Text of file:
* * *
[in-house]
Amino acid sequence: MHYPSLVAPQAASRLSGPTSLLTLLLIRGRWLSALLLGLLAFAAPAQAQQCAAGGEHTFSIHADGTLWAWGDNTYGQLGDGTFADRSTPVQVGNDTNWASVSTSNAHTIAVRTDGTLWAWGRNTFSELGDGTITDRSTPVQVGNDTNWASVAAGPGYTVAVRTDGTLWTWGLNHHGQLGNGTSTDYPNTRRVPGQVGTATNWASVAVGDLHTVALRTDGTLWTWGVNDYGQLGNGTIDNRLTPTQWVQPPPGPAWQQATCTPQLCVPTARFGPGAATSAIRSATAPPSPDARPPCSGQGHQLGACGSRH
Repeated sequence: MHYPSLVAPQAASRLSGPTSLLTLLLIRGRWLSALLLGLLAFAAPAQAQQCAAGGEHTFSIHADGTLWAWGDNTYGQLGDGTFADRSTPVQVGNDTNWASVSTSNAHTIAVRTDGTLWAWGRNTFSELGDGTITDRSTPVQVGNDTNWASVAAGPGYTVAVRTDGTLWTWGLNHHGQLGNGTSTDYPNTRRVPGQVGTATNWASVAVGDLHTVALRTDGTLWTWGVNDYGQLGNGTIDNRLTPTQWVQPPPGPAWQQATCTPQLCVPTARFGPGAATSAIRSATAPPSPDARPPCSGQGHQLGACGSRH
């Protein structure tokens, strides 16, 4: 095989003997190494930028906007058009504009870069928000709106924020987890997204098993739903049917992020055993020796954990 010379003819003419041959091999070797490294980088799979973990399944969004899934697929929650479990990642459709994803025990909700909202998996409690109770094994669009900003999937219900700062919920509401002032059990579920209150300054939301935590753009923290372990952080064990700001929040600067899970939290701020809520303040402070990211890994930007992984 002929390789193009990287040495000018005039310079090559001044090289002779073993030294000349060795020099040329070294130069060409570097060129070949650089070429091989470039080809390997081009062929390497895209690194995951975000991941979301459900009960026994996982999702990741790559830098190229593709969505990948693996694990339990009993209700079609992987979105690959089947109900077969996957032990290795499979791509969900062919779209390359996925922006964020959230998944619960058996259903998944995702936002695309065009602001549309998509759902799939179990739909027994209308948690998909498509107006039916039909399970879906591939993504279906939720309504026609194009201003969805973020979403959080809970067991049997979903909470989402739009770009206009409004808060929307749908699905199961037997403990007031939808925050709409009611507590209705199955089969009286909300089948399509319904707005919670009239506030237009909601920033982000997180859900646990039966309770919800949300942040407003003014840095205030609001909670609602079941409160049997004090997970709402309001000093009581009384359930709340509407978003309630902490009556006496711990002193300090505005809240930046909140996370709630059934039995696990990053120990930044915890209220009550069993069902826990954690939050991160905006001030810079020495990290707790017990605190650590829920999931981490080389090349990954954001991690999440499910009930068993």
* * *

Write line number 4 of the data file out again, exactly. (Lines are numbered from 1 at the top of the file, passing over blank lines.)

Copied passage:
């Protein structure tokens, strides 16, 4: 095989003997190494930028906007058009504009870069928000709106924020987890997204098993739903049917992020055993020796954990 010379003819003419041959091999070797490294980088799979973990399944969004899934697929929650479990990642459709994803025990909700909202998996409690109770094994669009900003999937219900700062919920509401002032059990579920209150300054939301935590753009923290372990952080064990700001929040600067899970939290701020809520303040402070990211890994930007992984 002929390789193009990287040495000018005039310079090559001044090289002779073993030294000349060795020099040329070294130069060409570097060129070949650089070429091989470039080809390997081009062929390497895209690194995951975000991941979301459900009960026994996982999702990741790559830098190229593709969505990948693996694990339990009993209700079609992987979105690959089947109900077969996957032990290795499979791509969900062919779209390359996925922006964020959230998944619960058996259903998944995702936002695309065009602001549309998509759902799939179990739909027994209308948690998909498509107006039916039909399970879906591939993504279906939720309504026609194009201003969805973020979403959080809970067991049997979903909470989402739009770009206009409004808060929307749908699905199961037997403990007031939808925050709409009611507590209705199955089969009286909300089948399509319904707005919670009239506030237009909601920033982000997180859900646990039966309770919800949300942040407003003014840095205030609001909670609602079941409160049997004090997970709402309001000093009581009384359930709340509407978003309630902490009556006496711990002193300090505005809240930046909140996370709630059934039995696990990053120990930044915890209220009550069993069902826990954690939050991160905006001030810079020495990290707790017990605190650590829920999931981490080389090349990954954001991690999440499910009930068993």